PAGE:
As Reitman points out, two other Flag officials, Tom DeVocht and Don Jason, both personally witnessed Miscavige “case supervising” Lisa’s counseling, and that it was Miscavige who declared her Clear.
“So Miscavige declares her Clear. And obviously, however he decided to do it was wrong,” Headley tells us, referring to McPherson’s subsequent mental breakdown. “If you’re auditing in Scientology and something goes wrong, it’s always the auditor and the case supervisor who screwed up. It’s never the subject. Miscavige was Lisa’s case supervisor, but no one could say Miscavige screwed up — that’s impossible.”
No one would dare question the case supervising skills of Scientology’s ultimate leader. But everyone, Headley adds, would know that it was Miscavige who had pushed Lisa through Clear. And so when she then went into mental distress, it was like a big advertisement that Miscavige was technically deficient.
And the leader of Scientology could never countenance that.
Maybe it’s good to keep that in mind as we watch what was done to Lisa McPherson as her life began to crumble over the next few weeks, 20 years ago.
Karen de la Carriere on Scientology’s ‘attack, never defend’ mindset
Karen gives us an entertaining look at why Scientology acts the way it does…
We didn’t get a chance to include photos in our book, so we’ve posted them at a dedicated page. Reader Sookie put together a complete index and we’re hosting it here on the website. Copies of the paperback version of ‘The Unbreakable Miss Lovely’ are on sale at Amazon. The Kindle edition is also available, and shipping instantly.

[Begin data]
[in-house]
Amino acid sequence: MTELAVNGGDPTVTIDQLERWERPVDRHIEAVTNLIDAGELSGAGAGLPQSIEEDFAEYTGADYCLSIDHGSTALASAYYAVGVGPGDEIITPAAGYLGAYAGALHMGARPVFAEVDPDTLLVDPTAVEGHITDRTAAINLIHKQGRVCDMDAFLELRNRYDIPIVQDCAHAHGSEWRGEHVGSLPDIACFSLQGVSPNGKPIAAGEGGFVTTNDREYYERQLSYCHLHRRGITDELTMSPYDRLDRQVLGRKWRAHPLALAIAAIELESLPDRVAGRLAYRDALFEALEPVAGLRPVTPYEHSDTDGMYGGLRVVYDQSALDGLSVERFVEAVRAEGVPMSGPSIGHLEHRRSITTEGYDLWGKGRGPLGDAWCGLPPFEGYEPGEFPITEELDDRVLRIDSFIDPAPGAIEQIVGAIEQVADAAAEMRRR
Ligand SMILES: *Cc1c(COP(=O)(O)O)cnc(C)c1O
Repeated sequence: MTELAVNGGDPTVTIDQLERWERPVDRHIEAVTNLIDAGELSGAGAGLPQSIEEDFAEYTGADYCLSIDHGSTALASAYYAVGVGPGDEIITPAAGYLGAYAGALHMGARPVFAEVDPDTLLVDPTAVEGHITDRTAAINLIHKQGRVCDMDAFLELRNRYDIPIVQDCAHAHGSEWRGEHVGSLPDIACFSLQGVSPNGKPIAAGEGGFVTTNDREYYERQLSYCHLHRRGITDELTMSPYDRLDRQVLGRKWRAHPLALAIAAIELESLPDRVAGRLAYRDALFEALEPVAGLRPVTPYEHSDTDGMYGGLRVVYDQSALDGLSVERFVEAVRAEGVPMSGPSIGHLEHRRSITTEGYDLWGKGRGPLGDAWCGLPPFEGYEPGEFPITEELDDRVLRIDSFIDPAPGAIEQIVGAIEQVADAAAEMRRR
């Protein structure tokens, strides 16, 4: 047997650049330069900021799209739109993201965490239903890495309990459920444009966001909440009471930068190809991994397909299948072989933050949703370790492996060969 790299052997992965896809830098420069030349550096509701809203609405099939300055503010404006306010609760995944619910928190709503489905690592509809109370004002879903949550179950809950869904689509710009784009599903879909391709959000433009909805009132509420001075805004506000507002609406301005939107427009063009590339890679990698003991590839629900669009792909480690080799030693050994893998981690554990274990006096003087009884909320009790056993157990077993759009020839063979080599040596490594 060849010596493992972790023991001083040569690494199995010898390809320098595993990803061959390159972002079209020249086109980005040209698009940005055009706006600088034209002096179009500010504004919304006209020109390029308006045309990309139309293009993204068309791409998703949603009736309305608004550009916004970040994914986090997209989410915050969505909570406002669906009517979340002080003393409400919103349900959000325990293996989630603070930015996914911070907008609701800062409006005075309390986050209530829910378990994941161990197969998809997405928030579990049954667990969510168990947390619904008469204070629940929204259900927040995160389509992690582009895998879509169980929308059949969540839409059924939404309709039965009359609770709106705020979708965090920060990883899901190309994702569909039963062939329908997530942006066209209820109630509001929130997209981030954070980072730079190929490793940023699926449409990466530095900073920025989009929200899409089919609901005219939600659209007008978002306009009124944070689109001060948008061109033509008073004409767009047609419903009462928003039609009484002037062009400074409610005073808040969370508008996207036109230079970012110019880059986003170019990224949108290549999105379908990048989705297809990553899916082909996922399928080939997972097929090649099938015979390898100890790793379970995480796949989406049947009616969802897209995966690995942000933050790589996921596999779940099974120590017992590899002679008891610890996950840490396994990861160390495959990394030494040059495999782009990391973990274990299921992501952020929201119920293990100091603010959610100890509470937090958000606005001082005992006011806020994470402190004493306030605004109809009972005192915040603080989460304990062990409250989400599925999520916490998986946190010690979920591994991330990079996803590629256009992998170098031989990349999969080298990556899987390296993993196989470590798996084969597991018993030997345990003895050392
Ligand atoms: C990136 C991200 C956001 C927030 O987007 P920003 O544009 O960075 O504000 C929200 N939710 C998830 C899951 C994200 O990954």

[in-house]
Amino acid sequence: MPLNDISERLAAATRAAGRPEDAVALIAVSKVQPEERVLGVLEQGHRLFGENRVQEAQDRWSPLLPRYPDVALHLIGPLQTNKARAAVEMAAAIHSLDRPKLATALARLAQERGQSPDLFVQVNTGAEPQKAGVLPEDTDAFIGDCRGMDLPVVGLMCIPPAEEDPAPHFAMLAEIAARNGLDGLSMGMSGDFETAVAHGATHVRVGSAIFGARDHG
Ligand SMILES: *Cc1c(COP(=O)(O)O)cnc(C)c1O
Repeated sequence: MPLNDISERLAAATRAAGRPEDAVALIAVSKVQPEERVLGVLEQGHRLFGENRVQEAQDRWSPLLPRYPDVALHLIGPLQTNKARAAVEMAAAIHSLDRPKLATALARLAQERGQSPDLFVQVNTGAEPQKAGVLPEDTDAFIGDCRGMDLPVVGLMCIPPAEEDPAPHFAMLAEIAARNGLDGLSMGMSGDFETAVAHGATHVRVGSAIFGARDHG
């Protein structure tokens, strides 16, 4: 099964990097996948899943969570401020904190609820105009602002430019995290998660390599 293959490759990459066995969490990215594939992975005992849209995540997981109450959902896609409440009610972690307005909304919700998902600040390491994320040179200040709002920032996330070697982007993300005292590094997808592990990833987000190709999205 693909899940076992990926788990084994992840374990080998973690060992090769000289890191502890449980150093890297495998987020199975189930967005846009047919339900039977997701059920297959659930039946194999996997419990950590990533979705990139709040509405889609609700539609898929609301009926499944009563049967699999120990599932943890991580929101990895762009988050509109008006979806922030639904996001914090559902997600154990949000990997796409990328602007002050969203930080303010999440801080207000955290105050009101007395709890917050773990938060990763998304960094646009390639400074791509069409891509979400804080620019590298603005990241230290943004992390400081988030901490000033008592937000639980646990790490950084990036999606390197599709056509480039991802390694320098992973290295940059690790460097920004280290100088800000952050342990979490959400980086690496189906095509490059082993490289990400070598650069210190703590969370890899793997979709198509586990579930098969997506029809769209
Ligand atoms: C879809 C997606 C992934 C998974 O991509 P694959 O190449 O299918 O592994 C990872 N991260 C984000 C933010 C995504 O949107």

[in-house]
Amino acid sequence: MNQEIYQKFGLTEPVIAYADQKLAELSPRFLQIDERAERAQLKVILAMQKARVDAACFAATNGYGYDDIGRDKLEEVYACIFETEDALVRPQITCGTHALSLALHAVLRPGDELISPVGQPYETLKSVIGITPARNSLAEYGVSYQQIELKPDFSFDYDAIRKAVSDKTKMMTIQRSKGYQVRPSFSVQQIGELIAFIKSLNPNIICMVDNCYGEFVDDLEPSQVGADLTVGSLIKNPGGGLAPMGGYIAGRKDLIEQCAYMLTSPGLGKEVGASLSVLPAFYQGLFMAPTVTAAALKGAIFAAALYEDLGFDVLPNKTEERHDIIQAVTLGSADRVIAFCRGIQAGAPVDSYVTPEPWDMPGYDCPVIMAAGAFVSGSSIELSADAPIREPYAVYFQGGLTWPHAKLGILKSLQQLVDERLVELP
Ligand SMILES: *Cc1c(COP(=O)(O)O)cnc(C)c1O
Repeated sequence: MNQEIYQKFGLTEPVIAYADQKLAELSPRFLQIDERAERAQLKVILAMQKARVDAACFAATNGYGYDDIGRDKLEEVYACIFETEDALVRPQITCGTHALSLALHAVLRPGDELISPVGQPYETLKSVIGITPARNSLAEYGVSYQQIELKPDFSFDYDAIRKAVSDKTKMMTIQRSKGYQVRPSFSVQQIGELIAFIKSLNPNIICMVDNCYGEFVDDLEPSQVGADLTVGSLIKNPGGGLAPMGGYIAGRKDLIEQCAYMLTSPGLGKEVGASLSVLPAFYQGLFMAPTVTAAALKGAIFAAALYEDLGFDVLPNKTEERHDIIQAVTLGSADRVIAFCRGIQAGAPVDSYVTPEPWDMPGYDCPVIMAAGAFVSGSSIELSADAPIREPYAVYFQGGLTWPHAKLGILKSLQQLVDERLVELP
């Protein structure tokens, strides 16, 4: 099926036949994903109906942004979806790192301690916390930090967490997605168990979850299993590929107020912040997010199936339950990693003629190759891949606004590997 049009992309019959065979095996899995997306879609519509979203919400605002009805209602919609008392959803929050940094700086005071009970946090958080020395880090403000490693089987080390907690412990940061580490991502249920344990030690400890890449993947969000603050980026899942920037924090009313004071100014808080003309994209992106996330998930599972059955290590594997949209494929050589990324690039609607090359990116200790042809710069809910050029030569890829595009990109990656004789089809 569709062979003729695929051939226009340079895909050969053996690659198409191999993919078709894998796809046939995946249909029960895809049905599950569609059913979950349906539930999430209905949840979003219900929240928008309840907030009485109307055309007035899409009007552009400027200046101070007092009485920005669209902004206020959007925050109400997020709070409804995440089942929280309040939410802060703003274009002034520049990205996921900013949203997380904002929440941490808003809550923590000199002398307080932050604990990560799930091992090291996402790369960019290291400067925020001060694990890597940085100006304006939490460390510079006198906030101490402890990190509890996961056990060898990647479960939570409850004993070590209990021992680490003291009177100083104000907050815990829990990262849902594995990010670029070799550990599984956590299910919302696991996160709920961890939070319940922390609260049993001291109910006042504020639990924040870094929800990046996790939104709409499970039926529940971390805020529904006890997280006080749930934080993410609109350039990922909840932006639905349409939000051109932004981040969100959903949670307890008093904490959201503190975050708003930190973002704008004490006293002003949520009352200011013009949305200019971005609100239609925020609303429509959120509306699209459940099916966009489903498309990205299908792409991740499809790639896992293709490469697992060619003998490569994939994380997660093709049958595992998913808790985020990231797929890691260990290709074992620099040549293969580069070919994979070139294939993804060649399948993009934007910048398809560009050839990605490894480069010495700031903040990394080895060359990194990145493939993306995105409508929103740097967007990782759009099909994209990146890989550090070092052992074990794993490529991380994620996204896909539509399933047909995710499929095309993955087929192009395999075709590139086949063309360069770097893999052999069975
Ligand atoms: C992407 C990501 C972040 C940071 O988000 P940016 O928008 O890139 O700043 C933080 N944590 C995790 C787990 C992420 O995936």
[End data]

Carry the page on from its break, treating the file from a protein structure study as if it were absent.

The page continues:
Our book tour is concluded for now. (But you can re-experience it through this nifty interactive map!) We’ll let you know about future appearances. Previous events: Santa Barbara (5/16), Hollywood (5/17), Orange County (5/17), San Diego (5/20), San Francisco (5/22), New York (6/11), Chicago (6/20), Toronto (6/22), Clearwater (6/28), Washington DC (7/12), Hartford (7/14), Denver (7/17), Dallas (7/20), Houston (7/22), San Antonio (7/24), Austin (7/25), Paris (7/29), London (8/4), Boston (8/24), Phoenix (9/15), Cleveland (9/23), Minneapolis (9/24), Portland (9/27), Seattle (9/28), Vancouver BC (9/29), Sydney (10/23), Melbourne (10/25), Adelaide (10/28), Perth (10/30)
Posted by Tony Ortega on November 13, 2015 at 07:00
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Learn about Scientology with our numerous series with experts…
BLOGGING DIANETICS: We read Scientology’s founding text cover to cover with the help of LA attorney and former church member Vance Woodward
UP THE BRIDGE: Claire Headley and Bruce Hines train us as Scientologists
GETTING OUR ETHICS IN: Jefferson Hawkins explains Scientology’s system of justice
SCIENTOLOGY MYTHBUSTING: Historian Jon Atack discusses key Scientology concepts
PZ Myers reads L. Ron Hubbard’s “A History of Man” | Scientology’s Master Spies | Scientology’s Private Dancer
The mystery of the richest Scientologist and his wayward sons | Scientology’s shocking mistreatment of the mentally ill
The Underground Bunker’s Official Theme Song | The Underground Bunker FAQ
Our Guide to Alex Gibney’s film ‘Going Clear,’ and our pages about its principal figures…
Jason Beghe | Tom DeVocht | Sara Goldberg | Paul Haggis | Mark “Marty” Rathbun | Mike Rinder | Spanky Taylor | Hana Whitfield